National Geographic returns to N.D., this time it's not about abandoned farmhouses
FARGO -- A national magazine criticized in 2008 for running a story about North Dakota's abandoned farm houses is covering the state again.
This time, in an ironic twist, National Geographic sent a crew to cover the growth of the state, specifically in the Bakken region.
The story, titled "America Strikes Oil: The promise and risk of fracking," graces the cover of the March 2013 edition. Its photos were shot by Eugene Richards, the same man who photographed abandoned farmhouses for the January 2008 edition that sparked widespread derision from North Dakotans.
In the cover story on newsstands now, Edwin Dobbs describes the "exotic, almost heroic" nature of oil workers, giving countless hours of intense manual labor in dangerous conditions.
"Thousands of people are converging on the area, looking for work, looking for redemption, looking for trouble. And jobs are plentiful," Dobbs writes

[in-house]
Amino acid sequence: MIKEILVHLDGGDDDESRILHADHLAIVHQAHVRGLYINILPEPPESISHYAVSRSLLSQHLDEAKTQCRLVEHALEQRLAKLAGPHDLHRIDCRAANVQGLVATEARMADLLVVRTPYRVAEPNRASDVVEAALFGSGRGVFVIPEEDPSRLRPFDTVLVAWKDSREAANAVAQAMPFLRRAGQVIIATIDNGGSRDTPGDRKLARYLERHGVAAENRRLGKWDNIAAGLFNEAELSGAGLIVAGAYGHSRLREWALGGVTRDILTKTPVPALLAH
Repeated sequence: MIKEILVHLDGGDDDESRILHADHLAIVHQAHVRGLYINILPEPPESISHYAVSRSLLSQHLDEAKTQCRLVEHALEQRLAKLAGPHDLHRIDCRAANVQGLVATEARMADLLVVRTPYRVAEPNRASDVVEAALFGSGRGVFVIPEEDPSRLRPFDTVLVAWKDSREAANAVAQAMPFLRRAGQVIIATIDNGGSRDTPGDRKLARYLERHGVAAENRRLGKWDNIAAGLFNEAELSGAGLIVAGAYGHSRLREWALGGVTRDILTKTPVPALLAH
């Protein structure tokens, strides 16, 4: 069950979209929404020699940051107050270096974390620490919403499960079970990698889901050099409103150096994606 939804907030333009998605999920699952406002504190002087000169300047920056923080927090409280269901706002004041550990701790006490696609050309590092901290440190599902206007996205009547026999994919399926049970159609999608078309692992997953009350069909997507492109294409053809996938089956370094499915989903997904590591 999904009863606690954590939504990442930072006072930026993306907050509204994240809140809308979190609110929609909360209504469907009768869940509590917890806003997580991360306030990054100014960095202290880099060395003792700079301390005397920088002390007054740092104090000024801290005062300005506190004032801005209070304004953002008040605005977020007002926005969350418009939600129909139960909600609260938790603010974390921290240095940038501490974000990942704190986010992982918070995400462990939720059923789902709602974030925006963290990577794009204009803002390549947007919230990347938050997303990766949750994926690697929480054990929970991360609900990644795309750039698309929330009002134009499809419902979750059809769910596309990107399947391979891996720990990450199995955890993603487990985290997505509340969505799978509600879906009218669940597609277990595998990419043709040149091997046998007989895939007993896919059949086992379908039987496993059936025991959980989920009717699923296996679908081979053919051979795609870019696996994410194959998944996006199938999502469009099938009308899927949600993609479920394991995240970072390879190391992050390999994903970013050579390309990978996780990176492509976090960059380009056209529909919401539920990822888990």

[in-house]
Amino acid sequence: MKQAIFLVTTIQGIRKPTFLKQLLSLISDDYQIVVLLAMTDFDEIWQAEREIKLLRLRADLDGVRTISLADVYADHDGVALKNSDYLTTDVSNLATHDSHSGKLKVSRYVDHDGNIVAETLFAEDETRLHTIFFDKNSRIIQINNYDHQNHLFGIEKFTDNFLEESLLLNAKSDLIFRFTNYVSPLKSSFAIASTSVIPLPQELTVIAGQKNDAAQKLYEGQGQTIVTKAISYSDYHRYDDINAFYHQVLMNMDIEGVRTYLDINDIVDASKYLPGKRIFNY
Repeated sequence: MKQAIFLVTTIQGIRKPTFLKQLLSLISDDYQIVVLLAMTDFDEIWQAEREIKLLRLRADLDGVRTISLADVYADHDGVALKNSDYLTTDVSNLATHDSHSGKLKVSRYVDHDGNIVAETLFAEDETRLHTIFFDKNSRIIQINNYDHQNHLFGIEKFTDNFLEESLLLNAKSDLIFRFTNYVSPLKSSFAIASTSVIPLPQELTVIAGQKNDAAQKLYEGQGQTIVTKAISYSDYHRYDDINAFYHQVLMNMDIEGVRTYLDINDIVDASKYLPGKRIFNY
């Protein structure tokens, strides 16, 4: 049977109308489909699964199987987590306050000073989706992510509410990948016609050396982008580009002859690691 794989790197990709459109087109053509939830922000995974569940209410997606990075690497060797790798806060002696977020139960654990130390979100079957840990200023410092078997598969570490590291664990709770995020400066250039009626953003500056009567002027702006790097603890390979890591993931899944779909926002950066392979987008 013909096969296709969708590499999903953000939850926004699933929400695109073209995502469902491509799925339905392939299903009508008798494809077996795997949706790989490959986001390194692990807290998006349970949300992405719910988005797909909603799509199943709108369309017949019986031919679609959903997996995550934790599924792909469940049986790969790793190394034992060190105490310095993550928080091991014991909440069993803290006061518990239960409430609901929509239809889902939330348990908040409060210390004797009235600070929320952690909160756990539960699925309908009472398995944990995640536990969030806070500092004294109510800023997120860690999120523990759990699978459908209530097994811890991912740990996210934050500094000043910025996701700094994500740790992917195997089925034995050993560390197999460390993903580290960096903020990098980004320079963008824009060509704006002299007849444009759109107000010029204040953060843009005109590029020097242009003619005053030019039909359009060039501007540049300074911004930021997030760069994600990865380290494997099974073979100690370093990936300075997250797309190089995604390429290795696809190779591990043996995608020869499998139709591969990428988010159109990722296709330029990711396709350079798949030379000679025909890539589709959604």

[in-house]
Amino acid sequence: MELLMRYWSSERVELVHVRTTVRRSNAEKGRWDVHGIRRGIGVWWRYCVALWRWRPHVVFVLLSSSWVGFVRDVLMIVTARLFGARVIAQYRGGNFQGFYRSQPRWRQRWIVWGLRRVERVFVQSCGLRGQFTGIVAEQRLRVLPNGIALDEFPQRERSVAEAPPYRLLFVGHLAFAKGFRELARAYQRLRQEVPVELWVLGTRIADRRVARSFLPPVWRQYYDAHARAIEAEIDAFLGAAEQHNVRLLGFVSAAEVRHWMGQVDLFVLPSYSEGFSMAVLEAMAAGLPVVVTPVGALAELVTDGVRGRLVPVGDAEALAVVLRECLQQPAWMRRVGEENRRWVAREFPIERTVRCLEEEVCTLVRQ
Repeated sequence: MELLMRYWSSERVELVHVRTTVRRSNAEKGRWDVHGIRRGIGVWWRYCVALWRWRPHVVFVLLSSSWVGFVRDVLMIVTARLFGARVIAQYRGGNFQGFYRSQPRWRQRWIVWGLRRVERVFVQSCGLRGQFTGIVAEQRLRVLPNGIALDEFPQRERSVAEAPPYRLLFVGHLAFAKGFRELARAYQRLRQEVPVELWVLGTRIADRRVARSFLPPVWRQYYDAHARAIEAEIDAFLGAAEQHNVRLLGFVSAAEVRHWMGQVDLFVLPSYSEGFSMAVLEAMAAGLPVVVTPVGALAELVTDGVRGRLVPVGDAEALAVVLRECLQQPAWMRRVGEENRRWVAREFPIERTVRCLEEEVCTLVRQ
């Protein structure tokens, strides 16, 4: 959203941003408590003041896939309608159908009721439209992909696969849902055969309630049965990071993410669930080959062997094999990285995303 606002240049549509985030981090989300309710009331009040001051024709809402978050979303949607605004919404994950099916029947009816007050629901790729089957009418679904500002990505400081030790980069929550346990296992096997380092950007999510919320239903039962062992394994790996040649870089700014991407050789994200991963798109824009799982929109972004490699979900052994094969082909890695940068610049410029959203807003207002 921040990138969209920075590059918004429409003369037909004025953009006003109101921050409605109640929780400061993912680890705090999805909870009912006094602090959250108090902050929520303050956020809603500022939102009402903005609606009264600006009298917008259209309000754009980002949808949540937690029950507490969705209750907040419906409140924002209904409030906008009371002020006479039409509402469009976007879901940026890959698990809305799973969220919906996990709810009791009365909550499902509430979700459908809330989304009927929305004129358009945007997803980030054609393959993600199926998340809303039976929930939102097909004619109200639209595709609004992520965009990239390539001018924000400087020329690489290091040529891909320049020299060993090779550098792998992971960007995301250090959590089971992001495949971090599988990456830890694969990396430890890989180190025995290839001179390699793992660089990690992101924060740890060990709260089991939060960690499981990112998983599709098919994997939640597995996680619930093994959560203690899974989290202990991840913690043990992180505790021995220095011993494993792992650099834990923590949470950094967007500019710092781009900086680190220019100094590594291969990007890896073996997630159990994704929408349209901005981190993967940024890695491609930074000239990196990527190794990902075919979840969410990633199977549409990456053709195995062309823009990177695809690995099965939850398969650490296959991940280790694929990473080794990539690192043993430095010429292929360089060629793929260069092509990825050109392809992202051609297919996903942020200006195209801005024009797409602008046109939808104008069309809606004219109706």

He also talks with city and county officials in the west, dissecting the rapid boom-and-bust atmosphere, the rewards and risks that go with it and what it means for the future of the state.
He delves deep into environmental concerns about fracking, writing that if the boom "is a classic Greek drama, the second act is starting now, and the prairie chorus is once again issuing a warning."
The lengthy feature includes multiple photos as well as a large map showing the state's more than 3,000 active wells. A two-page infographic explains how fracking works and its potential risks.
It's the second time this month a national publication has prominently featured the boom in North Dakota. The cover story of the Feb. 3 edition of the New York Times Magazine was, "Luckiest Place on Earth: In the belly of the boom in North Dakota."
It's a far cry from the 2008 National Geographic article profiling North Dakota's abandoned farmhouses and ghost towns, a piece called "The Emptied Prairie."
That story prompted a furious response from many in North Dakota who though it was unfair. For instance, Sen. John Hoeven, then the state's governor, criticized the coverage as "way off the mark."